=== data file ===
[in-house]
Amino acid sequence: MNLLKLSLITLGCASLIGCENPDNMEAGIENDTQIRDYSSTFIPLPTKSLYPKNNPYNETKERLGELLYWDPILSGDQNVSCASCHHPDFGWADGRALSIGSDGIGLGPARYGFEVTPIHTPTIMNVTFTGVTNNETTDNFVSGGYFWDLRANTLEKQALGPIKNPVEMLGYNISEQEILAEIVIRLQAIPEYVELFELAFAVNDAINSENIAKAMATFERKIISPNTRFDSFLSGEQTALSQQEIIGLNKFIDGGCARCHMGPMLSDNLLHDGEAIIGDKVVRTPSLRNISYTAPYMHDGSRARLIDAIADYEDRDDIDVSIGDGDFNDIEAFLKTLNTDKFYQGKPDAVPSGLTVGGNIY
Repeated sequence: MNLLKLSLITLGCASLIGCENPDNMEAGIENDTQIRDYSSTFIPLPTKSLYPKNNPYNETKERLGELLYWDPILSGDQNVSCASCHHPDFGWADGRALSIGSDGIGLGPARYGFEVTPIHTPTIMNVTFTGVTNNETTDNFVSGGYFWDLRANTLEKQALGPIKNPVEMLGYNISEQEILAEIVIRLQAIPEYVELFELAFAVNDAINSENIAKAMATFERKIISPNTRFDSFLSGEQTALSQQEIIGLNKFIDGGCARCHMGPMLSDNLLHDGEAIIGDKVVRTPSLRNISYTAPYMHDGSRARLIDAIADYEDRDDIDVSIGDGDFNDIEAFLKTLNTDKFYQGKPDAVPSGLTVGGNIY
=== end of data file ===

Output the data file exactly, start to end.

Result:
[in-house]
Amino acid sequence: MNLLKLSLITLGCASLIGCENPDNMEAGIENDTQIRDYSSTFIPLPTKSLYPKNNPYNETKERLGELLYWDPILSGDQNVSCASCHHPDFGWADGRALSIGSDGIGLGPARYGFEVTPIHTPTIMNVTFTGVTNNETTDNFVSGGYFWDLRANTLEKQALGPIKNPVEMLGYNISEQEILAEIVIRLQAIPEYVELFELAFAVNDAINSENIAKAMATFERKIISPNTRFDSFLSGEQTALSQQEIIGLNKFIDGGCARCHMGPMLSDNLLHDGEAIIGDKVVRTPSLRNISYTAPYMHDGSRARLIDAIADYEDRDDIDVSIGDGDFNDIEAFLKTLNTDKFYQGKPDAVPSGLTVGGNIY
Repeated sequence: MNLLKLSLITLGCASLIGCENPDNMEAGIENDTQIRDYSSTFIPLPTKSLYPKNNPYNETKERLGELLYWDPILSGDQNVSCASCHHPDFGWADGRALSIGSDGIGLGPARYGFEVTPIHTPTIMNVTFTGVTNNETTDNFVSGGYFWDLRANTLEKQALGPIKNPVEMLGYNISEQEILAEIVIRLQAIPEYVELFELAFAVNDAINSENIAKAMATFERKIISPNTRFDSFLSGEQTALSQQEIIGLNKFIDGGCARCHMGPMLSDNLLHDGEAIIGDKVVRTPSLRNISYTAPYMHDGSRARLIDAIADYEDRDDIDVSIGDGDFNDIEAFLKTLNTDKFYQGKPDAVPSGLTVGGNIY